According to Professor Bill Ledger from Sheffield University, UK, one in seven couples now has trouble conceiving naturally but this could rise to one in three over the next decade.
Obesity and sex infections are linked to infertility
Over the last decade, people with chamydia, a sexually transmitted infection which carries a risk of infertility, has doubled. Sexually transmitted infections are rising in young teenagers. That is likely to cause blocked fallopian tubes in some. Once want to become mothers later, these young women can’t conceive.
It is estimated 6% of girls under the age of 19 are living with obesity. More and more children are classed as obese. These children are almost certain destined to become obese adults and female overweight women will not ovulate as efficiently.
Caffein increases the risk of female infertility
Recently, scientists have added caffein to the risk of infertility. Professor Sean Ward from the University of Nevada School of Medicine, Reno, USA warned caffeine reduces muscle activity in the Fallopian tubes that carry eggs from a woman’s ovaries to her womb. Drinking caffeinated drinks can reduce a woman’s chance of becoming pregnant.
The incidence of male infertility also rises
Studies also show that both the quality and quantity of sperm appeared to be in decline. That is a potential rise in male infertility that could affect couples.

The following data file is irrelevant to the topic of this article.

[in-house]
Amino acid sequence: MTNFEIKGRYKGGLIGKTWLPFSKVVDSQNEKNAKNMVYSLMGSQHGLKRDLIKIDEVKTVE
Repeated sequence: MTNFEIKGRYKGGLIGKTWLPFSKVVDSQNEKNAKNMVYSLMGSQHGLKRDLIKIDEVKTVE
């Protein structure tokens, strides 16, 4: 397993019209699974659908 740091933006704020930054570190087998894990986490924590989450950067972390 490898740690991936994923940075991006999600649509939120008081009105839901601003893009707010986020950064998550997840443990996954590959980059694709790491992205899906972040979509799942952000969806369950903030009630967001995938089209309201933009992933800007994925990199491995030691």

Policies may increase the European population
Time suitable for pregancy most is late teens and early twenties. But in fact, many women are putting off having a family and a baby until they are in their late 30s and early 40s.
There are too few children being born in Europe. And it is a threat to the future. It is recommended women be offered career breaks so they could have children younger, when they are more fertile. Women should be encouraged to have children naturally, rather than waiting to the point at which IVF may be needed.
Policies to encourage women to have children earlier should be implemented. Improving the health of nation, reducing obesity, promoting healthy living, increasing physical activity and tackling sexually transmitted infections are needed to carry out so as to reseve the worrying trend.